FAQ

Read the full FAQ about Clergywomen

Are more women entering ministry now than in the past?

The number of women seeking seminary degrees more than tripled between 2002 and 2003, from about 10,000 to almost 32,000, according to the Association of Theological Schools’ 2002-2003 Fact Book on Theological Education. In the 13 United Methodist theological schools, more than half the students enrolled in master’s programs in fall 2002 were women. There were 1,442 women enrolled, or 52 percent of the total, compared to 1,270 men.

Can clergywomen serve as district superintendents or bishops?

The UMC was the first mainline Christian denomination to have a woman bishop and in total, has elected 21 women bishops.

About 15 percent of female elders serve as district superintendents.

How does a clergywoman find a job within The United Methodist Church?

Elders are appointed to posts by bishops, rather than local churches hiring their own pastors, as in some denominations. In this way, a local church is never without a pastor, and a pastor never goes without a setting for ministry. This system is known as itinerancy.

Deacons are non-itinerant. Their appointments may be initiated by the deacon, an agency seeking her service, the bishop, or the district superintendent.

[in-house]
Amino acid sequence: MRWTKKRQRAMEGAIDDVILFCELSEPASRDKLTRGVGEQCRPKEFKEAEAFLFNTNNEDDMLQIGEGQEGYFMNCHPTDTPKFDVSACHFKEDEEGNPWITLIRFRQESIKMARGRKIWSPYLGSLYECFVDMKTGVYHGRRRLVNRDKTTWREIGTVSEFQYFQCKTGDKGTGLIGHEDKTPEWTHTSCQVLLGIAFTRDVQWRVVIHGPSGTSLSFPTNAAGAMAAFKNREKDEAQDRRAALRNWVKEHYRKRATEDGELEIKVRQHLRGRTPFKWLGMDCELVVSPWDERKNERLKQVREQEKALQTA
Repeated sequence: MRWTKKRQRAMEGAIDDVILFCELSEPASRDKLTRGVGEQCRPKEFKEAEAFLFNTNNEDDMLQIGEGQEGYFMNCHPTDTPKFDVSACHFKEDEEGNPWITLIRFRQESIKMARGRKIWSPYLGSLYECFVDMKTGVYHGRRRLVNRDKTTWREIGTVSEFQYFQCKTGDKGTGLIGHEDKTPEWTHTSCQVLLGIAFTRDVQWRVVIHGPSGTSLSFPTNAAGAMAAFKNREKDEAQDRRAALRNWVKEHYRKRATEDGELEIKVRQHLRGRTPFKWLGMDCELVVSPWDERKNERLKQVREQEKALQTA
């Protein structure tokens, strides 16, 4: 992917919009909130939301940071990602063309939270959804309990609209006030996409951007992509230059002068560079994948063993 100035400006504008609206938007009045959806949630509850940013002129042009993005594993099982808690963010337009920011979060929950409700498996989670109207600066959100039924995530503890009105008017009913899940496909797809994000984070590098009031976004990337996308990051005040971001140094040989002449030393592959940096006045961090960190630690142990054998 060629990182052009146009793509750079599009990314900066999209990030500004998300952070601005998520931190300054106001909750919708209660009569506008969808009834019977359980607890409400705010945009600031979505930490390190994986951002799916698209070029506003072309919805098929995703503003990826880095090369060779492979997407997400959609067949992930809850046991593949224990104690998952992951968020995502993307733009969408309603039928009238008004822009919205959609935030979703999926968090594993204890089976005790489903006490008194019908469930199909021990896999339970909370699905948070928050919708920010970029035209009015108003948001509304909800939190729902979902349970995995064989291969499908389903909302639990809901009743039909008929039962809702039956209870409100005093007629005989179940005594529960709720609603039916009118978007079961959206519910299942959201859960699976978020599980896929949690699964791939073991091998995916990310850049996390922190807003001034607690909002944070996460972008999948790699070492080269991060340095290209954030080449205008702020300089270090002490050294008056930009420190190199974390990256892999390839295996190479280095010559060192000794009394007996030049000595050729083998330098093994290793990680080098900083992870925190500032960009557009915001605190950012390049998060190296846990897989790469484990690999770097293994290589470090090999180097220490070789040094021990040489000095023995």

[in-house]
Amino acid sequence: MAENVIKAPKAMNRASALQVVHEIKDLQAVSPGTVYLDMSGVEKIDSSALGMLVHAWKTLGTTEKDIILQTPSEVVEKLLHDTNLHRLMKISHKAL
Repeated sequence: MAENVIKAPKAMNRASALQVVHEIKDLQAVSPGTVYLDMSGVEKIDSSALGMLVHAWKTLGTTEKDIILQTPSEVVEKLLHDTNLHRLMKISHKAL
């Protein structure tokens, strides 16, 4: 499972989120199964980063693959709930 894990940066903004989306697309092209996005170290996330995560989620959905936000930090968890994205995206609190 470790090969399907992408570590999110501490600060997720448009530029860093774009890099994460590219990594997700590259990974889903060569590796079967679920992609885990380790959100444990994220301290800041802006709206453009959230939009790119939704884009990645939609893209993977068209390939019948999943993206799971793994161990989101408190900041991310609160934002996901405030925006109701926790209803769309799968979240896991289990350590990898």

How many women serve as lead pastors?

Clergywomen, who are 27 percent or nearly one-third of the UMC’s total active clergy, make up 21.5 percent of more than 26,000 pastors-in-charge.

Why does The United Methodist Church ordain women?

The United Methodist Church stresses equality and the ministry of all believers, not reserved for a select few. Women have equal access to God’s call to full-time ministry as do men. Official denominational statements, commentaries by several United Methodists, United Methodist News Service stories, and other resources are available at Women Clergy in The United Methodist Church Web site.

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